Salt and Light

It was the 7th Grade Home-Economics class and our class was divided into groups of 4-5, each group representing a family unit.  Our assignment was to make oatmeal from scratch following a simple recipe that would serve our group.  Sounds simple as it should be.

I was in charge of mixing the ingredients.  The first instruction called for adding for adding four cups of oats to some boiling water.  The second instruction involved adding four tea-spoons of salt.  Except I made a mistake.  I added the four cups of oats as the recipe called for.  Then I added the salt…except, rather than adding four tea-spoons, I accidentally added four cups of salt.  That’s right…four cups of salt.  As you can imagine, the oatmeal had an unmistakeable salty flavor.

“You are the salt of the earth.  But if the salt loses its saltiness, how can it be made salty again?  It is no longer good for anything, except to be thrown out and trampled underfoot.  You are the light of the world.  A town built on a hill cannot be hidden.  Neither do people light a lamp and put it under a bowl.  Instead they put it on its stand, and it gives light to everyone in the house.  In the same way, let your light shine before others, that they may see your good deeds and glorify your Father in heaven.”  (Matthew 5.13-16, NIV 2011)

We understand the metaphors.  The presence of both salt and light cannot be ignored.  Jesus tells us, who choose to follow him, that we are to be both.

This past Sunday I preached on this passage at the Randolph Church of Christ to finish up a series on what it means to be a Christian.  To be a Christian is to be a follower (disciple) of Jesus Christ, learning from him and living like him.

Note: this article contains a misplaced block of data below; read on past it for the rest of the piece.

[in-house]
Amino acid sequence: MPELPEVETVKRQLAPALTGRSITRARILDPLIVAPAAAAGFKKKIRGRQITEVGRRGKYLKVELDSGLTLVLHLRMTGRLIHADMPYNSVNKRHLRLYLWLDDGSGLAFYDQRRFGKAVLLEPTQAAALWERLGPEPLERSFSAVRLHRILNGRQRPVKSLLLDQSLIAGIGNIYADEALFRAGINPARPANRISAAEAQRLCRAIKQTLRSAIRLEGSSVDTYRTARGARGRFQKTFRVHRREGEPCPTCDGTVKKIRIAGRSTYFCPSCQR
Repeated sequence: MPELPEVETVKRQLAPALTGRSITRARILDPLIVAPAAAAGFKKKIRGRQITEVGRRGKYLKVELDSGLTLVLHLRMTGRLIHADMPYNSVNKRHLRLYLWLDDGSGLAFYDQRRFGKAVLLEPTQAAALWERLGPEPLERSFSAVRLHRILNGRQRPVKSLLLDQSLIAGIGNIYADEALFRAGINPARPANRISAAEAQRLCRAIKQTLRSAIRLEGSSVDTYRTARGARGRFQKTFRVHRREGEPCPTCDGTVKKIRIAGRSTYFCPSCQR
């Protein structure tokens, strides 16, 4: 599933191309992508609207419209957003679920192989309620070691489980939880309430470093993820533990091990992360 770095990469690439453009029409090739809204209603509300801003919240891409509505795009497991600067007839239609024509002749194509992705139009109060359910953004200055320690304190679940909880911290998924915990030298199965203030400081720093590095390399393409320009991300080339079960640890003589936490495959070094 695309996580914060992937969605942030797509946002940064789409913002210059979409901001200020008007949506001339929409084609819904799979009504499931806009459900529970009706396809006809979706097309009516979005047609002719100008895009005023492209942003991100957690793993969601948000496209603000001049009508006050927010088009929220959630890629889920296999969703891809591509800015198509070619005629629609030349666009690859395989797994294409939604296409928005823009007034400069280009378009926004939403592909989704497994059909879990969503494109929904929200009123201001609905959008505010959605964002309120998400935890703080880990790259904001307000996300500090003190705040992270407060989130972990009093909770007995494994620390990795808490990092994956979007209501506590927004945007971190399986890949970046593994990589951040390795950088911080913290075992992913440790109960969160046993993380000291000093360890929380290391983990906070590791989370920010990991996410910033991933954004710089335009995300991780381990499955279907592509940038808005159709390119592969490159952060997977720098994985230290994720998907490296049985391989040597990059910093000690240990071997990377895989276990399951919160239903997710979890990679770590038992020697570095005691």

While there are many passages of scripture that address discipleship, I chose this passage because of it’s location in the Sermon on the Mount.  I am one who believes that what Jesus teaches in the Sermon on the Mount is far too often ignored among Christianity in North America.  In short, I believe what Jesus teaches in this Sermon describes the life disciples live when they personify the blessings (Beatitudes) of Matthew 5.3-12.

Jesus’ teaching in the Sermon on the Mount is often spun into something far less radical and risky than it really is.  Or we sidestep it some other way such as saying it was only meant for the Apostles and other church leaders.  Such approaches just prove Jesus’ warning about salt losing its saltiness true.  In a culture where the emerging generation increasingly perceives a radical departure between the life Jesus lived and the life his contemporary followers in North America live, we desperately need to allow this Jesus’ sermon to reimagine for us what it means to be disciples of Jesus…not matter how radical or risky it seems.

If you would like to listen to the sermon I preached on the above passage, you can do so by clicking on the following link… K. Rex Butts: “Salt and Light” – Matthew 5.13-16

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